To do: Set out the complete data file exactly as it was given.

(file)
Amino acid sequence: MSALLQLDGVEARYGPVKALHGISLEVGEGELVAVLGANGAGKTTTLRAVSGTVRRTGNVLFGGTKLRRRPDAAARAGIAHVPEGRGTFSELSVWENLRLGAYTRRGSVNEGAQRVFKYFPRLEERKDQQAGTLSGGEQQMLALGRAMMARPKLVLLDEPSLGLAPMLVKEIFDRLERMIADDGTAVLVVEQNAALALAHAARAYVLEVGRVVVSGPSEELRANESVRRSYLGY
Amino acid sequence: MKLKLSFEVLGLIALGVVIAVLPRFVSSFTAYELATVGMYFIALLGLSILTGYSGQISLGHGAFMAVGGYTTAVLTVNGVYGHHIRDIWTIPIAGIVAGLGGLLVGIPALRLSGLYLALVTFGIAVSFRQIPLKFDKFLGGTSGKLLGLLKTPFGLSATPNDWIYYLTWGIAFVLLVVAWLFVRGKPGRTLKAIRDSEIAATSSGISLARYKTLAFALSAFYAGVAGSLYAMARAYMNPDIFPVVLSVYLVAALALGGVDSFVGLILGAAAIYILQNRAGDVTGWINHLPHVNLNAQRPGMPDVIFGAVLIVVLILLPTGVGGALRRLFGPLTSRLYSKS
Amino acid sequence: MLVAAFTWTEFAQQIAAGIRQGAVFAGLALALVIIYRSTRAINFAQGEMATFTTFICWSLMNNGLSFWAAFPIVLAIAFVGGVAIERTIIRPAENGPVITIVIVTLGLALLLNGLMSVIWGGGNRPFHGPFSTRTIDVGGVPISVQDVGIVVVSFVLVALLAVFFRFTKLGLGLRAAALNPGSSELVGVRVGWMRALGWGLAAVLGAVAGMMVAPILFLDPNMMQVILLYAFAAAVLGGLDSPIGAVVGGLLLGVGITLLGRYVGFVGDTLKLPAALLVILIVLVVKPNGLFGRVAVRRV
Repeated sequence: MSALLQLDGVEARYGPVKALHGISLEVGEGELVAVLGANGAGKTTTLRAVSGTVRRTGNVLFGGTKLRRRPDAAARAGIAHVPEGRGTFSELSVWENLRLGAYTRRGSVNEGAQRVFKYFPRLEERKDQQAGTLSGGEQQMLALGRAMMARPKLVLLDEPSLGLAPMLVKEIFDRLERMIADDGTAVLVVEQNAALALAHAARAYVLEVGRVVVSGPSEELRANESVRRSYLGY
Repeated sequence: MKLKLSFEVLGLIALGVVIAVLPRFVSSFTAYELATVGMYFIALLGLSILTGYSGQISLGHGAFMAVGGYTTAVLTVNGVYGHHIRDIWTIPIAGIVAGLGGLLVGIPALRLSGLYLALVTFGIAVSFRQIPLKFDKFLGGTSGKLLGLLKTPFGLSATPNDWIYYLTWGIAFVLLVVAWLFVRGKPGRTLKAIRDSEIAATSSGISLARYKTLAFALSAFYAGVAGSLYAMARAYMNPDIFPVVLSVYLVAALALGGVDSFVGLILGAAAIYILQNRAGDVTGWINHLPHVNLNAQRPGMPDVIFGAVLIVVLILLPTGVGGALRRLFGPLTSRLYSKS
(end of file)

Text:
Amino acid sequence: MSALLQLDGVEARYGPVKALHGISLEVGEGELVAVLGANGAGKTTTLRAVSGTVRRTGNVLFGGTKLRRRPDAAARAGIAHVPEGRGTFSELSVWENLRLGAYTRRGSVNEGAQRVFKYFPRLEERKDQQAGTLSGGEQQMLALGRAMMARPKLVLLDEPSLGLAPMLVKEIFDRLERMIADDGTAVLVVEQNAALALAHAARAYVLEVGRVVVSGPSEELRANESVRRSYLGY
Amino acid sequence: MKLKLSFEVLGLIALGVVIAVLPRFVSSFTAYELATVGMYFIALLGLSILTGYSGQISLGHGAFMAVGGYTTAVLTVNGVYGHHIRDIWTIPIAGIVAGLGGLLVGIPALRLSGLYLALVTFGIAVSFRQIPLKFDKFLGGTSGKLLGLLKTPFGLSATPNDWIYYLTWGIAFVLLVVAWLFVRGKPGRTLKAIRDSEIAATSSGISLARYKTLAFALSAFYAGVAGSLYAMARAYMNPDIFPVVLSVYLVAALALGGVDSFVGLILGAAAIYILQNRAGDVTGWINHLPHVNLNAQRPGMPDVIFGAVLIVVLILLPTGVGGALRRLFGPLTSRLYSKS
Amino acid sequence: MLVAAFTWTEFAQQIAAGIRQGAVFAGLALALVIIYRSTRAINFAQGEMATFTTFICWSLMNNGLSFWAAFPIVLAIAFVGGVAIERTIIRPAENGPVITIVIVTLGLALLLNGLMSVIWGGGNRPFHGPFSTRTIDVGGVPISVQDVGIVVVSFVLVALLAVFFRFTKLGLGLRAAALNPGSSELVGVRVGWMRALGWGLAAVLGAVAGMMVAPILFLDPNMMQVILLYAFAAAVLGGLDSPIGAVVGGLLLGVGITLLGRYVGFVGDTLKLPAALLVILIVLVVKPNGLFGRVAVRRV
Repeated sequence: MSALLQLDGVEARYGPVKALHGISLEVGEGELVAVLGANGAGKTTTLRAVSGTVRRTGNVLFGGTKLRRRPDAAARAGIAHVPEGRGTFSELSVWENLRLGAYTRRGSVNEGAQRVFKYFPRLEERKDQQAGTLSGGEQQMLALGRAMMARPKLVLLDEPSLGLAPMLVKEIFDRLERMIADDGTAVLVVEQNAALALAHAARAYVLEVGRVVVSGPSEELRANESVRRSYLGY
Repeated sequence: MKLKLSFEVLGLIALGVVIAVLPRFVSSFTAYELATVGMYFIALLGLSILTGYSGQISLGHGAFMAVGGYTTAVLTVNGVYGHHIRDIWTIPIAGIVAGLGGLLVGIPALRLSGLYLALVTFGIAVSFRQIPLKFDKFLGGTSGKLLGLLKTPFGLSATPNDWIYYLTWGIAFVLLVVAWLFVRGKPGRTLKAIRDSEIAATSSGISLARYKTLAFALSAFYAGVAGSLYAMARAYMNPDIFPVVLSVYLVAALALGGVDSFVGLILGAAAIYILQNRAGDVTGWINHLPHVNLNAQRPGMPDVIFGAVLIVVLILLPTGVGGALRRLFGPLTSRLYSKS